In 1997, Marian van Overwaele refused to pay a £230 bill for bridalware. In 2010 – thirteen years later – she and her family are granted a 14-day reprieve from eviction of her home – Knockderry Castle – after the legal costs defending the non-payment of the bill reached almost £1 million and caused her to be sequestered. To this day, no-one really knows why the case became so drawn out, expensive and antagonistic, but one thing is clear; like many cases before this one, things got out of control quickly and points in the proceedings where everything could have been resolved were missed. A number of debt solutions were available for the debt to be paid, but none were used.
The background to case starts simply and then veers off into one of the most complex legal cases Scotland has ever seen. After Mrs Van Overwaele failed to pay a £230 bill, a bridalware company took her to court for non-payment and was granted a court order against her. Despite this, Mrs Van Overwaele still did not pay and in 1998 the courts served a demand for £1573, the original £230 bill plus interest, expenses and costs. Mrs Van Overwaele still did not pay. In January 2000 Mrs Van Overwaele is sequestered for non-payment of the debt and her case is handed over to an Insolvency Practitioner.
It was then that Mrs Van Overwaele tried to pay £1800 towards the debt, which was refused as by this time she was legally bankrupt and the debt had mushroomed to £30,000. A subsequent appeal by her to the Sheriff was turned down in 2001. Mrs Van Overwaele appealed against the sequestration to the House of Lords in October 2002 and to the Court of Session in 2004, both of which were dismissed. By December 2009, Mrs Van Overwaele had appealed to the Court of Session again, this time to stop the repossession and sale of her home – the £3million Knockderry Castle. This also failed. In January 2010 Mrs Van Overwaele sold the castle to her brother for £1million in an attempt to prevent it being sold by the Insolvency Practitioner. While the sale went through, the legal system did not see it as a legal because the castle did not belong to her but to the Insolvency Practitioner appointed to help her creditors recover their money. In October 2010 the bailiffs moved in to evict the family, but the family were given a temporary stay of execution and there they still are until the next round, some £700,000 worse off than they were 13 thirteen years ago and having cost the state and other parties concerned just under £300,000 to prosecute.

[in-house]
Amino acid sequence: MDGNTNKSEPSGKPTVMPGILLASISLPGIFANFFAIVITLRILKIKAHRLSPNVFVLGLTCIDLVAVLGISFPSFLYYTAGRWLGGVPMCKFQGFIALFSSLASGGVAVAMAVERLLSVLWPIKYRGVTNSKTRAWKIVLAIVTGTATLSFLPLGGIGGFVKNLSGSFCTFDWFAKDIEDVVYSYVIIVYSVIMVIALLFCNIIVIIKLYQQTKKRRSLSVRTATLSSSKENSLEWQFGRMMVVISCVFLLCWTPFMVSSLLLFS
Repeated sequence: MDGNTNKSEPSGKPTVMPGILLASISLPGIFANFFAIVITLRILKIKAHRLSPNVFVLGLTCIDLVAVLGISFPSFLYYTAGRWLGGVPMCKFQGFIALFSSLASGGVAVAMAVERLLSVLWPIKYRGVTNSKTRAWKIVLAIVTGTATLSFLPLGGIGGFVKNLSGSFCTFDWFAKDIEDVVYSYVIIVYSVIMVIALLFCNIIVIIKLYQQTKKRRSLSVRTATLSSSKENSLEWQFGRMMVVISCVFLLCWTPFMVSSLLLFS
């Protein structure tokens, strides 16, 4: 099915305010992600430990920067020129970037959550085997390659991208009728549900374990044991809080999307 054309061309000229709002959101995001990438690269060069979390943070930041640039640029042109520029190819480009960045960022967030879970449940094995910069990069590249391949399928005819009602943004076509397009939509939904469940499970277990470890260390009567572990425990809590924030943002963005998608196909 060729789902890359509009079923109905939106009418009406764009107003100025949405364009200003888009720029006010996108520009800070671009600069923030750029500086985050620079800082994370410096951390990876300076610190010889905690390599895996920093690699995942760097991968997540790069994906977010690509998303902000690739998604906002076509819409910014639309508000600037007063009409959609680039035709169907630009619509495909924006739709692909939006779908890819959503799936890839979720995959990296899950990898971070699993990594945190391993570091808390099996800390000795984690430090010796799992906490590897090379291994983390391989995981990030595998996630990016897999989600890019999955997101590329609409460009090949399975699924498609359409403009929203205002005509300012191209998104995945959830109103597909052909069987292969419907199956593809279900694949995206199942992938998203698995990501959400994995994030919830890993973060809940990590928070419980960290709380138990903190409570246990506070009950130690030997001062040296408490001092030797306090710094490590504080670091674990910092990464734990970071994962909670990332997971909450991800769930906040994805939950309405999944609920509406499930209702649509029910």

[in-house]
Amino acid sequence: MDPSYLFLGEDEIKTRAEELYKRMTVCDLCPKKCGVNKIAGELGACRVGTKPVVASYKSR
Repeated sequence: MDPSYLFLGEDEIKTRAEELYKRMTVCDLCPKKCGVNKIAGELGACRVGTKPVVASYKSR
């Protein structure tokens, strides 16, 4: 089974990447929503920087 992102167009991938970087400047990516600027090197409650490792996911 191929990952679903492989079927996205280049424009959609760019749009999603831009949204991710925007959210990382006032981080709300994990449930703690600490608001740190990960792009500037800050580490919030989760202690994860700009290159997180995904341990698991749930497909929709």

So what lessons can be learned about sequestration and debt solutions like Trust Deeds from this high profile case?
1) Complain quickly and use the correct procedures.
If you have a complaint about goods or services and you do not wish to pay, you must make your refusal to pay and the reasons why known quickly and in writing. If you do not tell a company and simply decide not to pay a bill, when you are taken to court you stand a greater chance of the case going against you for failure to pay. You are assumed to be happy with goods and services if you do not complain.
2) Do not ignore court orders
Whatever you do, do not ignore a court order and hope it will go away. By all means appeal, or if you feel that things are escalating beyond a point where it makes financial sense to carry on, pay what you owe and put it behind you. If you cannot pay at the moment, try and arrange a payment plan, either outside of or inside of a DAS or Trust Deed.
Refusing to pay out of anger, ‘principle’ or denial will only serve to make the case against you stronger and more likely to succeed if your creditors take you to court to request your sequestration to recover their money.
3) Understand the consequences of missing deadlines
Mrs Van Overwaele repeatedly failed to respond to important developments in her case. The only occasion where she attempted to make a payment was after her sequestration, far too late to do anything as all of her assets were the legal property of an Insolvency Practitioner. Perhaps she didn’t understand what was happening, perhaps she underestimated the severity of what was happening. She may even have been in denial that her home could ever be taken over a debt so small. Whatever the reason, missing deadlines for payment and legal responses has led Mrs Van Overwaele down the path she is on.
Trust Deeds can turn a really bad situation around very quickly, although they wouldn’t have worked for Mrs Van Overwaele, as she had the money to pay off the debt but for her own reasons chose not to. Hers was case of ‘won’t pay’ rather than ‘can’t pay’. However if your ‘castle’ is in danger of being repossessed because you are in financial difficulty or you have debts you can’t pay any longer, then a Trust Deed could help stop your problems spiraling out of control.